RIP Third-Party Cookies: How to Prepare, and Why You Still Need a Cookie Banner
Early last year in 2020, Google announced that it would join a growing number of browsers to end the use of third-party cookies. Leading...
Early last year in 2020, Google announced that it would join a growing number of browsers to end the use of third-party cookies. Leading many to ask – will cookie banners and consent management platforms (CMPs) be phased out too?
The simple answer is: No, cookie banners and CMPs are here to stay! In this blog, we’ll explain the background into the end of third-party cookies, practical solutions your team can implement to prepare, and demonstrate why you still need a cookie banner.
Watch the Webinar – RIP Third-Party Cookies: How to Prepare, and Why You Still Need a Cookie Banner
What are Third-Party Cookies?
Third-party cookies, also known as tracking cookies or trackers, are created by domains that are not the website you are visiting. They assist with online advertising, retargeting, analytics, and tracking services. By adding their tags or scripts to a page, a third-party cookie can be used to store and retrieve data. This allows websites to better understand their visitors and how they navigate around their site to provide a more targeted user experience.
Some practical examples of how third-party cookies are used in advertising include:
- Retargeting – When you browse and look at a product, you might then see it on another website bringing you back to the product.
- Frequency Capping – This helps limit the number of times you see the same ad, so you don’t get frustrated or fatigued by that ad.
- Measurement – Third-party cookies collect data and provide insight to help companies understand website performance and visitors. How are users converting? What are they clicking? Are they making purchases?
When Google announced the end of third-party cookies from Chrome, the advertising and publishing industry became motivated to find new ways to gather data and achieve similar results. Currently, the industry is seeking more transparent and privacy-centric alternatives to third-party cookies.
The History of Third-Party Cookies & Browser Changes
The use of third-party cookies, particularly in advertising, has always been a concern for many users, websites, and regulatory authorities. In an effort to provide more transparency, many browsers decided to set up and implement ways to protect user data and privacy. As a result, Chrome announced in 2020 that it would phase out third-party cookies by 2022.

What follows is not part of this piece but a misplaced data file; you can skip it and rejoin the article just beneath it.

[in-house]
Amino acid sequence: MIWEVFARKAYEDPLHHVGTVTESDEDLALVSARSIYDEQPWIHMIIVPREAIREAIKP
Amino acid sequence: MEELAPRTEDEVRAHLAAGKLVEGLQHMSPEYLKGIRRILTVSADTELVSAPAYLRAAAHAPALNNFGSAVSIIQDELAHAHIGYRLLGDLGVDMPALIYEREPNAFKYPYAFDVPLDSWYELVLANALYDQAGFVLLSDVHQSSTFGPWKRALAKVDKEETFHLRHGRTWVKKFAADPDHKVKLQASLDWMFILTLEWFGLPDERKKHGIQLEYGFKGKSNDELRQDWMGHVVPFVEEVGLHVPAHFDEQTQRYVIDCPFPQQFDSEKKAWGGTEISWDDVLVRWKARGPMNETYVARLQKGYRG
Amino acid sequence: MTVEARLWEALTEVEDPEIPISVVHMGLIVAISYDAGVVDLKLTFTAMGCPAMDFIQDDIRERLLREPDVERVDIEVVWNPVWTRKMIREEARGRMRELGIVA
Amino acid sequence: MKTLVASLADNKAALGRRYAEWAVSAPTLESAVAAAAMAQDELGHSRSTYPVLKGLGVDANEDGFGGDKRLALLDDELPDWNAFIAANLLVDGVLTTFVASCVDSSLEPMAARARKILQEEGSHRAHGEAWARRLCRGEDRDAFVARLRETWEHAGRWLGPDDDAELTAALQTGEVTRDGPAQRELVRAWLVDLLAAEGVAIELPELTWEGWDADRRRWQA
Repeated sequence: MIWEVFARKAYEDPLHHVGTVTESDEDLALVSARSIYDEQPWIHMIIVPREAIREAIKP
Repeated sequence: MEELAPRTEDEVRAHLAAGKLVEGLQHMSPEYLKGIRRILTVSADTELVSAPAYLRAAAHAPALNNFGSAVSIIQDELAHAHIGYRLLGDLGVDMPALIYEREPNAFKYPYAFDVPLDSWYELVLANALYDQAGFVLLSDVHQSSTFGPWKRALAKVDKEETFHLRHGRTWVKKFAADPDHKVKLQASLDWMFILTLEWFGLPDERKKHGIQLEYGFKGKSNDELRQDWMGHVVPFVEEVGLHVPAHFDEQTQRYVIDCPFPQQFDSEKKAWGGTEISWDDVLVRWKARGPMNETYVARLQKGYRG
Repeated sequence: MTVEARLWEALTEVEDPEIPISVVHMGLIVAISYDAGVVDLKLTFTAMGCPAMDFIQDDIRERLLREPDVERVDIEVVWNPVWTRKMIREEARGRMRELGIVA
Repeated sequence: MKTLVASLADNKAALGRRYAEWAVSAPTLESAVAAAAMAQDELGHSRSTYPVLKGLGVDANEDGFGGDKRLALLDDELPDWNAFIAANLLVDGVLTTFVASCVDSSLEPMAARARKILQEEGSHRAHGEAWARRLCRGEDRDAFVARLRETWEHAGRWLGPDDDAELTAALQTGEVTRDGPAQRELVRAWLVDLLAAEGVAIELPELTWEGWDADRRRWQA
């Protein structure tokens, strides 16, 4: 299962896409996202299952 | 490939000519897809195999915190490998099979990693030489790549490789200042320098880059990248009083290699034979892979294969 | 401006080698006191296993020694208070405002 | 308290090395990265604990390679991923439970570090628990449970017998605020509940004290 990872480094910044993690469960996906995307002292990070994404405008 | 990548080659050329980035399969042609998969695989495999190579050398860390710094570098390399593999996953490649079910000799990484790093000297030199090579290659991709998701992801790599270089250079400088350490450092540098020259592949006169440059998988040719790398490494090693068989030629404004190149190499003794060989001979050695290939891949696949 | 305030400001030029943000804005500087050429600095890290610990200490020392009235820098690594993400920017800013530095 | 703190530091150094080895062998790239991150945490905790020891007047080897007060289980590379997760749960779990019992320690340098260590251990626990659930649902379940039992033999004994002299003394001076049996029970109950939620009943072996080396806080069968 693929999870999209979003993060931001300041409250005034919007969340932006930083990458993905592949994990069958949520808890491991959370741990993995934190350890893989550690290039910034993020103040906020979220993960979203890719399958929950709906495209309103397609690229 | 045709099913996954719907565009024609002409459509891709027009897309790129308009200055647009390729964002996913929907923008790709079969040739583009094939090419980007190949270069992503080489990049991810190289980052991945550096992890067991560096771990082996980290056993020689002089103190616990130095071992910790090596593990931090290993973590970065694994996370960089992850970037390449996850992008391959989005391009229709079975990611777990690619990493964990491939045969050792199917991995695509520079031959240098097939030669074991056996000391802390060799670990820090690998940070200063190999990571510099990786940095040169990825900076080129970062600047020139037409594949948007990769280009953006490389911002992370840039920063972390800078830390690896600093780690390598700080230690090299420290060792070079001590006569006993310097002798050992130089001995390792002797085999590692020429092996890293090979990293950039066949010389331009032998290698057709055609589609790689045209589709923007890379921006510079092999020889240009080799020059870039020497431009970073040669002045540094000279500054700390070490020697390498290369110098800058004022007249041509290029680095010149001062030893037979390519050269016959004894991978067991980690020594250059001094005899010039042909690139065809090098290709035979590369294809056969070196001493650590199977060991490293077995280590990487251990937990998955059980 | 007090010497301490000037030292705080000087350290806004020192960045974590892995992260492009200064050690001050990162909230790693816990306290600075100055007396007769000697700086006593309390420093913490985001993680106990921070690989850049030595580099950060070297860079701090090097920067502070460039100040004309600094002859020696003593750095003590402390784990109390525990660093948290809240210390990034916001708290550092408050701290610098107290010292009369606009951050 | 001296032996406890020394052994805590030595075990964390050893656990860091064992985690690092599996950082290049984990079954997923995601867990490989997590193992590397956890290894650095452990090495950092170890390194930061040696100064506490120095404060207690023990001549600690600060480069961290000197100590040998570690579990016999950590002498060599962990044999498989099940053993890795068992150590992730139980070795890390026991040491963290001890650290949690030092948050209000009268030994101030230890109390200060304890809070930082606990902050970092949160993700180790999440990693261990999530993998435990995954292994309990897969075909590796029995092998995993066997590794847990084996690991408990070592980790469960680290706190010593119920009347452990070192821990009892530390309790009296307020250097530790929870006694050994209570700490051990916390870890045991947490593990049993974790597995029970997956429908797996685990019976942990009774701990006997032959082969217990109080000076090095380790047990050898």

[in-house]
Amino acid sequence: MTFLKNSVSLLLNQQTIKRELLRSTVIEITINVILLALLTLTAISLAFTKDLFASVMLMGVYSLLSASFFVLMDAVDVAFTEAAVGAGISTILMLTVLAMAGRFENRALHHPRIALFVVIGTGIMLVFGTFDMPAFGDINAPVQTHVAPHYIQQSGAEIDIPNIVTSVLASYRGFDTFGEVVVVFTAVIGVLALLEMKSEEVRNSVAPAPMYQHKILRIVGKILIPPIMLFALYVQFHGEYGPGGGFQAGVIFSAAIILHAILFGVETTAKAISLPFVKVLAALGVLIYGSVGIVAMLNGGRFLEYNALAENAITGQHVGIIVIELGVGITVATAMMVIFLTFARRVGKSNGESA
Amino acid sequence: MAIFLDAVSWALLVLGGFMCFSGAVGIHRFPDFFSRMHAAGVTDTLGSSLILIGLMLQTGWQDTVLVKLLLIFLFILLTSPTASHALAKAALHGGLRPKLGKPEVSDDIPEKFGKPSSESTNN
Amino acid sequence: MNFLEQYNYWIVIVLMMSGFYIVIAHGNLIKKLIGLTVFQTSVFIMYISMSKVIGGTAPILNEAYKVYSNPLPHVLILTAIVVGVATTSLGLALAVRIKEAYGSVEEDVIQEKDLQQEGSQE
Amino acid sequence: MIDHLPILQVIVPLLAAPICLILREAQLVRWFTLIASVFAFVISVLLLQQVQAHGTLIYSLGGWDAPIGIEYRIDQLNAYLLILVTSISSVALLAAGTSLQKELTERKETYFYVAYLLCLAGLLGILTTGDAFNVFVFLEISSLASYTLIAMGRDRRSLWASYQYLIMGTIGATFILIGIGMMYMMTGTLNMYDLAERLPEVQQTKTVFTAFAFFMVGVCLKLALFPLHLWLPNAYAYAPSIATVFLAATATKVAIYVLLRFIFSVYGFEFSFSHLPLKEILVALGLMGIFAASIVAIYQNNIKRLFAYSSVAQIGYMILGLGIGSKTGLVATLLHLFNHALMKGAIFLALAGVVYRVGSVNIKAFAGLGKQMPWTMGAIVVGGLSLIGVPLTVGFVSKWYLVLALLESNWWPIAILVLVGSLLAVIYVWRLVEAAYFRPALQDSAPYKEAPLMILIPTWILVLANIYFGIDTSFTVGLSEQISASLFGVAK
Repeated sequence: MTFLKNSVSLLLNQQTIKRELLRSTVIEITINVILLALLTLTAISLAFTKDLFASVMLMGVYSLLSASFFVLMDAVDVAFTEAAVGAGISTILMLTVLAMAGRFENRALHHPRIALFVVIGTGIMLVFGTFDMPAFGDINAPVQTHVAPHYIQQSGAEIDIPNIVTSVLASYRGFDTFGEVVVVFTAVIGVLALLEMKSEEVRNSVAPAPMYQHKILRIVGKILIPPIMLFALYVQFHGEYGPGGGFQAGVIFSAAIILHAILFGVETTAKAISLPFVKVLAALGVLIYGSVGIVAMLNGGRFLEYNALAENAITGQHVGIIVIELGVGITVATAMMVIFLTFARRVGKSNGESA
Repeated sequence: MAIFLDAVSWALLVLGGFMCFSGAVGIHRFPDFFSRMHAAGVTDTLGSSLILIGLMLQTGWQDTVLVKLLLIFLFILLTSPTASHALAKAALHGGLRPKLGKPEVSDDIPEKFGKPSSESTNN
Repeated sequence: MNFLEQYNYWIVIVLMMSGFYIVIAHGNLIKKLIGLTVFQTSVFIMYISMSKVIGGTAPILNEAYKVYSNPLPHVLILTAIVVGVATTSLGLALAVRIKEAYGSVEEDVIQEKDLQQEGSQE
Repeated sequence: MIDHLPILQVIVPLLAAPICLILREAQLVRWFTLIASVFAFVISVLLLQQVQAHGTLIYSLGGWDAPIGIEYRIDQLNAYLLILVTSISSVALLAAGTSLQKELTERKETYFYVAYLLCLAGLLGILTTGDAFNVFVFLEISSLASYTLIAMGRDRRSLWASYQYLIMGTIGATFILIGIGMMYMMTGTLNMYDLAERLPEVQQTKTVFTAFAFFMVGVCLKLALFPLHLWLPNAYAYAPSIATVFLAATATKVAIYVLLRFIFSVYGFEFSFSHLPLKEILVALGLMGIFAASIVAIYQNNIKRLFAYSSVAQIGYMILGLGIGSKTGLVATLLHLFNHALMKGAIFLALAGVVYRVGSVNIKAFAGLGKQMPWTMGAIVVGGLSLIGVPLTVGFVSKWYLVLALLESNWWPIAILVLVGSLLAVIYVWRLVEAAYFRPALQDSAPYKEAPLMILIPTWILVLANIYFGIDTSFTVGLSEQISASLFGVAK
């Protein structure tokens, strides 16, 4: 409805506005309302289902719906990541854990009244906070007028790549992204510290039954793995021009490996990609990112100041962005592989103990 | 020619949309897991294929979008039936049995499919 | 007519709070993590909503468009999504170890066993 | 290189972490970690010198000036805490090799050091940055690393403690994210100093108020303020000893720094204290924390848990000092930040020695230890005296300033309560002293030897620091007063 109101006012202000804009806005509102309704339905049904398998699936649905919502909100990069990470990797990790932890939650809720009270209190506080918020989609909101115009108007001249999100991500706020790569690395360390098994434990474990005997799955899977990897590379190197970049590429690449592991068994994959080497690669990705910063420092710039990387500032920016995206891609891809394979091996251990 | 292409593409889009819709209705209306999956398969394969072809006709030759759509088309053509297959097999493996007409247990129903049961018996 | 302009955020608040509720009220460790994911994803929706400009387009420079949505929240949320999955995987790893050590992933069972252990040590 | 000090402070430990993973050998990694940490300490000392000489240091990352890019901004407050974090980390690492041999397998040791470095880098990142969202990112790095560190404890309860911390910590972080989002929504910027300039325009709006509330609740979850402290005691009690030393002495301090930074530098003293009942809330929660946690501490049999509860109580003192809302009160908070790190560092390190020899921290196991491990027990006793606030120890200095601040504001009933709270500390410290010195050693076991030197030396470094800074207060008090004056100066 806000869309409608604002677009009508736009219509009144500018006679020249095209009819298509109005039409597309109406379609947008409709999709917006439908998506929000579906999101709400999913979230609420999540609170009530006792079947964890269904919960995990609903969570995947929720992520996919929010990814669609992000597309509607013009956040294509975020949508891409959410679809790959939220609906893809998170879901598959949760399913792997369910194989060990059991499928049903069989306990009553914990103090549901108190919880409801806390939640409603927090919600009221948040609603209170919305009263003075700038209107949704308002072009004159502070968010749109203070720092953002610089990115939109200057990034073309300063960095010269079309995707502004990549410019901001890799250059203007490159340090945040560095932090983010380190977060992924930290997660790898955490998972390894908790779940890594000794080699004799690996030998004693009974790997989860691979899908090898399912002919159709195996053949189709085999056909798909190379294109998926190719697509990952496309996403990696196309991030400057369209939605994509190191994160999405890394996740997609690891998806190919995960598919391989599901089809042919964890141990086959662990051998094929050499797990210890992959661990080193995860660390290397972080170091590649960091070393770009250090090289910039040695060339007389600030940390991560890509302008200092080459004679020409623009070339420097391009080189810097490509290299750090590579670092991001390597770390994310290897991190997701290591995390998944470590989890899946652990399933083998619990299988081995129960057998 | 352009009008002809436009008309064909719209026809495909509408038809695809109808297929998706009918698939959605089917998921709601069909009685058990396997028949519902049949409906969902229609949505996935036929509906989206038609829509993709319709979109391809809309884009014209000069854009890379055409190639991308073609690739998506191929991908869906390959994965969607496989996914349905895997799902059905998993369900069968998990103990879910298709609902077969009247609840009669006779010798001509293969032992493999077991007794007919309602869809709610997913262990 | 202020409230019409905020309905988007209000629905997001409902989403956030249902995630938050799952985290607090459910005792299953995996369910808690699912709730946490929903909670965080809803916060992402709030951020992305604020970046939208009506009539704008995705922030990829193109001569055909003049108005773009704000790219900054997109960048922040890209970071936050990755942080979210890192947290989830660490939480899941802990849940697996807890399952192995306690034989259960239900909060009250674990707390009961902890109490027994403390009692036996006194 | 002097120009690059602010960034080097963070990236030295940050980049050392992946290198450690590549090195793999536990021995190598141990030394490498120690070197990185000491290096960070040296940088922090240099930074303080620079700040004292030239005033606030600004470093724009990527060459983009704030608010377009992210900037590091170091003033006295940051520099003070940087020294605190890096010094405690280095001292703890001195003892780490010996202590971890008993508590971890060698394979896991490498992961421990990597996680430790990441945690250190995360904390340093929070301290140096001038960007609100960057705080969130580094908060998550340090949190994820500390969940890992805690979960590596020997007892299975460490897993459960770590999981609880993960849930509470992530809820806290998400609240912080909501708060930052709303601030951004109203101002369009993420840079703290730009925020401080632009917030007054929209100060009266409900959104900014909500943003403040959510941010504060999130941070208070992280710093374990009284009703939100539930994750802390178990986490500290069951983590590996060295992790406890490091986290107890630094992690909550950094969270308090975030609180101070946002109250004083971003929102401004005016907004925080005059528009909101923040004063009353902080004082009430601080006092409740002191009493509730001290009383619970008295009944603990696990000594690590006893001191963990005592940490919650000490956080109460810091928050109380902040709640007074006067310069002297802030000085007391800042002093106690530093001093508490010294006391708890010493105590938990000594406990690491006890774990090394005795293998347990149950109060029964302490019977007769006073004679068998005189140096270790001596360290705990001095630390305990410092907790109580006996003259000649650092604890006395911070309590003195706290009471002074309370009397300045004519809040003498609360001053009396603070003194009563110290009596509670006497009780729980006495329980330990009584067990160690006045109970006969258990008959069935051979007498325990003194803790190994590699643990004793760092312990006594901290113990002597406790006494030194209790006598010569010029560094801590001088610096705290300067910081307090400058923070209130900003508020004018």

Apple’s Safari became the industry leader by not allowing third-party cookies to be dropped by default since 2017. A couple of years later in 2019, Firefox became the next major browser to block third-party cookies. These changes served as warnings of where the industry is heading and gave a couple of years for companies to prepare.
It’s true that Chrome saying RIP to third-party cookies is not a new concept. Nevertheless, its announcement still shook up the market more than the other browsers because it is the most widely used browser. Still, it’s a good idea for advertisers to use the other browsers to their advantage and test out new strategies.
Laws, Regulations, and the Impact of Big Tech
Historically, laws and regulations set the standard for privacy expectations and compliance. The global regulatory landscape is very diverse considering the various countries, states, and economic regions. The nuanced requirements can easily become overwhelming for organizations to navigate and build a reactive privacy program.
It’s not just the laws and regulations that set the tone – but the tech industry also sets a new standard. These technology changes force change within the industry. Some of the most important developments include Facebook with their new LDU feature, Apple iOS 14 privacy changes, and of course, Chrome’s phasing out of third-party cookies.